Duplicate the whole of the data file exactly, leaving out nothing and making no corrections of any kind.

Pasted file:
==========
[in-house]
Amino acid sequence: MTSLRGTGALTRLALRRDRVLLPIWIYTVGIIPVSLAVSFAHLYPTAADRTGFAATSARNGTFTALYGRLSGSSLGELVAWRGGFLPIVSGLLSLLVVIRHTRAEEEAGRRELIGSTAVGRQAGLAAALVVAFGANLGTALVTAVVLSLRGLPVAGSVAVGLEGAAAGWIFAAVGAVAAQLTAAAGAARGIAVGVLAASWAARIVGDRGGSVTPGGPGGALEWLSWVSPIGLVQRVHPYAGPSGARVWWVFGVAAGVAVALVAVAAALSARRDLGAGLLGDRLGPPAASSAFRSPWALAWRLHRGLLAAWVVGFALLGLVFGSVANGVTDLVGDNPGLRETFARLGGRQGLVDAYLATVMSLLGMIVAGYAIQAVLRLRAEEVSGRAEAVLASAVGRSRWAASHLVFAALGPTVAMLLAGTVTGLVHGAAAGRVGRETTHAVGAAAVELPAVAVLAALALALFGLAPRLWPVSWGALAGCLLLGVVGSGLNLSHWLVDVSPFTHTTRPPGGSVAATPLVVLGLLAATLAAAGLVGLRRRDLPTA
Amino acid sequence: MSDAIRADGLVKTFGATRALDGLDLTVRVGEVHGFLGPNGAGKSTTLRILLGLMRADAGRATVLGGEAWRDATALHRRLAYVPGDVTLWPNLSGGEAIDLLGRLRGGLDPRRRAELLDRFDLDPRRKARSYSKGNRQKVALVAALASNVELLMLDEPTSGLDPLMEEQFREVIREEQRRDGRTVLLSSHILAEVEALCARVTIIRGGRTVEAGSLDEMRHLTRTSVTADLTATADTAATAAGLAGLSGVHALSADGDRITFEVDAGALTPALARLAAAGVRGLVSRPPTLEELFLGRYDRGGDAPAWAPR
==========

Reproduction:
[in-house]
Amino acid sequence: MTSLRGTGALTRLALRRDRVLLPIWIYTVGIIPVSLAVSFAHLYPTAADRTGFAATSARNGTFTALYGRLSGSSLGELVAWRGGFLPIVSGLLSLLVVIRHTRAEEEAGRRELIGSTAVGRQAGLAAALVVAFGANLGTALVTAVVLSLRGLPVAGSVAVGLEGAAAGWIFAAVGAVAAQLTAAAGAARGIAVGVLAASWAARIVGDRGGSVTPGGPGGALEWLSWVSPIGLVQRVHPYAGPSGARVWWVFGVAAGVAVALVAVAAALSARRDLGAGLLGDRLGPPAASSAFRSPWALAWRLHRGLLAAWVVGFALLGLVFGSVANGVTDLVGDNPGLRETFARLGGRQGLVDAYLATVMSLLGMIVAGYAIQAVLRLRAEEVSGRAEAVLASAVGRSRWAASHLVFAALGPTVAMLLAGTVTGLVHGAAAGRVGRETTHAVGAAAVELPAVAVLAALALALFGLAPRLWPVSWGALAGCLLLGVVGSGLNLSHWLVDVSPFTHTTRPPGGSVAATPLVVLGLLAATLAAAGLVGLRRRDLPTA
Amino acid sequence: MSDAIRADGLVKTFGATRALDGLDLTVRVGEVHGFLGPNGAGKSTTLRILLGLMRADAGRATVLGGEAWRDATALHRRLAYVPGDVTLWPNLSGGEAIDLLGRLRGGLDPRRRAELLDRFDLDPRRKARSYSKGNRQKVALVAALASNVELLMLDEPTSGLDPLMEEQFREVIREEQRRDGRTVLLSSHILAEVEALCARVTIIRGGRTVEAGSLDEMRHLTRTSVTADLTATADTAATAAGLAGLSGVHALSADGDRITFEVDAGALTPALARLAAAGVRGLVSRPPTLEELFLGRYDRGGDAPAWAPR